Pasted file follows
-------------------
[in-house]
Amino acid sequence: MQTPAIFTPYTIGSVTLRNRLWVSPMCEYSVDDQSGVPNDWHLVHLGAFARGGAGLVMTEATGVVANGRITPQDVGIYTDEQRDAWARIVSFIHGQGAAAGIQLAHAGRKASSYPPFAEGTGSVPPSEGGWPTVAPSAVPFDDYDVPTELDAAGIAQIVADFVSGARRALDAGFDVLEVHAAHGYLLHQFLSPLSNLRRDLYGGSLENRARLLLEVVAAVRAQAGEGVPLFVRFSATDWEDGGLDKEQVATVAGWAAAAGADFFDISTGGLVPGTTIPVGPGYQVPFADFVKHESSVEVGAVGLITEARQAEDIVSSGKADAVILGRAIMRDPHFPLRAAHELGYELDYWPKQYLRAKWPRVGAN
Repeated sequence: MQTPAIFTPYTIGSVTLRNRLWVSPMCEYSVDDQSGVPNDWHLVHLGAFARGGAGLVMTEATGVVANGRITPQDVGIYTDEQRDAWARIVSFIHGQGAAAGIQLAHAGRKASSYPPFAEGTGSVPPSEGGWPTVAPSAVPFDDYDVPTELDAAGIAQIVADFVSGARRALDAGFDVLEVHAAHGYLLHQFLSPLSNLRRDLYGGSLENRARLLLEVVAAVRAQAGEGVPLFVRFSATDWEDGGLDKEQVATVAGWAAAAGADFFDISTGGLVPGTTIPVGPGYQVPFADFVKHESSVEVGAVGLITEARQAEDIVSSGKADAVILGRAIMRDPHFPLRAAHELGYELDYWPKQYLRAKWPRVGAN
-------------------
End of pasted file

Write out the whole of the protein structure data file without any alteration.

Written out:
[in-house]
Amino acid sequence: MQTPAIFTPYTIGSVTLRNRLWVSPMCEYSVDDQSGVPNDWHLVHLGAFARGGAGLVMTEATGVVANGRITPQDVGIYTDEQRDAWARIVSFIHGQGAAAGIQLAHAGRKASSYPPFAEGTGSVPPSEGGWPTVAPSAVPFDDYDVPTELDAAGIAQIVADFVSGARRALDAGFDVLEVHAAHGYLLHQFLSPLSNLRRDLYGGSLENRARLLLEVVAAVRAQAGEGVPLFVRFSATDWEDGGLDKEQVATVAGWAAAAGADFFDISTGGLVPGTTIPVGPGYQVPFADFVKHESSVEVGAVGLITEARQAEDIVSSGKADAVILGRAIMRDPHFPLRAAHELGYELDYWPKQYLRAKWPRVGAN
Repeated sequence: MQTPAIFTPYTIGSVTLRNRLWVSPMCEYSVDDQSGVPNDWHLVHLGAFARGGAGLVMTEATGVVANGRITPQDVGIYTDEQRDAWARIVSFIHGQGAAAGIQLAHAGRKASSYPPFAEGTGSVPPSEGGWPTVAPSAVPFDDYDVPTELDAAGIAQIVADFVSGARRALDAGFDVLEVHAAHGYLLHQFLSPLSNLRRDLYGGSLENRARLLLEVVAAVRAQAGEGVPLFVRFSATDWEDGGLDKEQVATVAGWAAAAGADFFDISTGGLVPGTTIPVGPGYQVPFADFVKHESSVEVGAVGLITEARQAEDIVSSGKADAVILGRAIMRDPHFPLRAAHELGYELDYWPKQYLRAKWPRVGAN